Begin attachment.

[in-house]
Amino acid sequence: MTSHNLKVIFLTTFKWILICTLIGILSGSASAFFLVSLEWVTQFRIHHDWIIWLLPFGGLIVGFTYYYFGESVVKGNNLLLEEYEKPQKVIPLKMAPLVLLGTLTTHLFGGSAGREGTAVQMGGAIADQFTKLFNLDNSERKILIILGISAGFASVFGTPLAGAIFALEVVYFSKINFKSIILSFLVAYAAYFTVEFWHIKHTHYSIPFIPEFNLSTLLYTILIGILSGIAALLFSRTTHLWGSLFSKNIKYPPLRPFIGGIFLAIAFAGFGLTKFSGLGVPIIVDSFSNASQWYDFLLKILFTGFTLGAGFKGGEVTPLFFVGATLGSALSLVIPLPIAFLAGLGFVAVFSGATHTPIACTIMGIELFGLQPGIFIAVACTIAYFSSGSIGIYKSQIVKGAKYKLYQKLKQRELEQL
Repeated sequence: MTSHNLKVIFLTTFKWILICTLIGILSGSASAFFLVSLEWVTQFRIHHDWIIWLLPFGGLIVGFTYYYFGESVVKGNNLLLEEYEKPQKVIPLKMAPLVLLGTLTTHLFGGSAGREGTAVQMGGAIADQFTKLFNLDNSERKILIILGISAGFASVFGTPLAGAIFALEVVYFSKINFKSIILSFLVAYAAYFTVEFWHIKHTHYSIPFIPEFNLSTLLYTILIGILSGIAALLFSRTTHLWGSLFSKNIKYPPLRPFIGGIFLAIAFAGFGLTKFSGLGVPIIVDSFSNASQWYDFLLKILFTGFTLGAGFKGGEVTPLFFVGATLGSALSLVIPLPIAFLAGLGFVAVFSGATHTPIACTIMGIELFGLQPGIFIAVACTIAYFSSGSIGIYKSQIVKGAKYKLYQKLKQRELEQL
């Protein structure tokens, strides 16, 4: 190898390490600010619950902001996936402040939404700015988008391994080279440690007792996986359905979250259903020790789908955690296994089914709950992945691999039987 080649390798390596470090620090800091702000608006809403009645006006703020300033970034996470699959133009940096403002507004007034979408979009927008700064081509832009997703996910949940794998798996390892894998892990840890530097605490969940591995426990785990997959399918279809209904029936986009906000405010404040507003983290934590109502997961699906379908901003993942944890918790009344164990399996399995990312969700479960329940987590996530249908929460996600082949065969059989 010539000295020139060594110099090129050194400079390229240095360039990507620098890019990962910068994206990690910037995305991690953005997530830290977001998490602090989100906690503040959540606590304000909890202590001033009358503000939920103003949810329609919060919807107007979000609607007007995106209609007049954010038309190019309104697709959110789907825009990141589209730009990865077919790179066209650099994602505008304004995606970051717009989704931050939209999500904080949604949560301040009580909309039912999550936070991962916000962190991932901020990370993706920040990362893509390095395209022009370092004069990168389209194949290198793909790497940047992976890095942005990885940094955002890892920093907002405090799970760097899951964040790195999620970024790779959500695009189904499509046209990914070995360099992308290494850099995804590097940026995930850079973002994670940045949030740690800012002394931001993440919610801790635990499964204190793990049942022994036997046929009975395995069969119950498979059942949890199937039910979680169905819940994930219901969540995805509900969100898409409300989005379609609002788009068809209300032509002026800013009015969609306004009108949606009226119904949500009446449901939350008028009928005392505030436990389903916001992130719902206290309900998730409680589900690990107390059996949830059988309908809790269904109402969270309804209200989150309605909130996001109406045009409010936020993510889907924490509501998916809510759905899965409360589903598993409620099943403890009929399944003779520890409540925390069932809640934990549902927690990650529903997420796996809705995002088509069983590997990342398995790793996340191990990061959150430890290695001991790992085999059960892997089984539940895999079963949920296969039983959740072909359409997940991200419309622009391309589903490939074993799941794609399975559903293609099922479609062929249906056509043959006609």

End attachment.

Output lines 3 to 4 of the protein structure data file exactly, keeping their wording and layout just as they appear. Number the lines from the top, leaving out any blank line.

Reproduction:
Repeated sequence: MTSHNLKVIFLTTFKWILICTLIGILSGSASAFFLVSLEWVTQFRIHHDWIIWLLPFGGLIVGFTYYYFGESVVKGNNLLLEEYEKPQKVIPLKMAPLVLLGTLTTHLFGGSAGREGTAVQMGGAIADQFTKLFNLDNSERKILIILGISAGFASVFGTPLAGAIFALEVVYFSKINFKSIILSFLVAYAAYFTVEFWHIKHTHYSIPFIPEFNLSTLLYTILIGILSGIAALLFSRTTHLWGSLFSKNIKYPPLRPFIGGIFLAIAFAGFGLTKFSGLGVPIIVDSFSNASQWYDFLLKILFTGFTLGAGFKGGEVTPLFFVGATLGSALSLVIPLPIAFLAGLGFVAVFSGATHTPIACTIMGIELFGLQPGIFIAVACTIAYFSSGSIGIYKSQIVKGAKYKLYQKLKQRELEQL
């Protein structure tokens, strides 16, 4: 190898390490600010619950902001996936402040939404700015988008391994080279440690007792996986359905979250259903020790789908955690296994089914709950992945691999039987 080649390798390596470090620090800091702000608006809403009645006006703020300033970034996470699959133009940096403002507004007034979408979009927008700064081509832009997703996910949940794998798996390892894998892990840890530097605490969940591995426990785990997959399918279809209904029936986009906000405010404040507003983290934590109502997961699906379908901003993942944890918790009344164990399996399995990312969700479960329940987590996530249908929460996600082949065969059989 010539000295020139060594110099090129050194400079390229240095360039990507620098890019990962910068994206990690910037995305991690953005997530830290977001998490602090989100906690503040959540606590304000909890202590001033009358503000939920103003949810329609919060919807107007979000609607007007995106209609007049954010038309190019309104697709959110789907825009990141589209730009990865077919790179066209650099994602505008304004995606970051717009989704931050939209999500904080949604949560301040009580909309039912999550936070991962916000962190991932901020990370993706920040990362893509390095395209022009370092004069990168389209194949290198793909790497940047992976890095942005990885940094955002890892920093907002405090799970760097899951964040790195999620970024790779959500695009189904499509046209990914070995360099992308290494850099995804590097940026995930850079973002994670940045949030740690800012002394931001993440919610801790635990499964204190793990049942022994036997046929009975395995069969119950498979059942949890199937039910979680169905819940994930219901969540995805509900969100898409409300989005379609609002788009068809209300032509002026800013009015969609306004009108949606009226119904949500009446449901939350008028009928005392505030436990389903916001992130719902206290309900998730409680589900690990107390059996949830059988309908809790269904109402969270309804209200989150309605909130996001109406045009409010936020993510889907924490509501998916809510759905899965409360589903598993409620099943403890009929399944003779520890409540925390069932809640934990549902927690990650529903997420796996809705995002088509069983590997990342398995790793996340191990990061959150430890290695001991790992085999059960892997089984539940895999079963949920296969039983959740072909359409997940991200419309622009391309589903490939074993799941794609399975559903293609099922479609062929249906056509043959006609």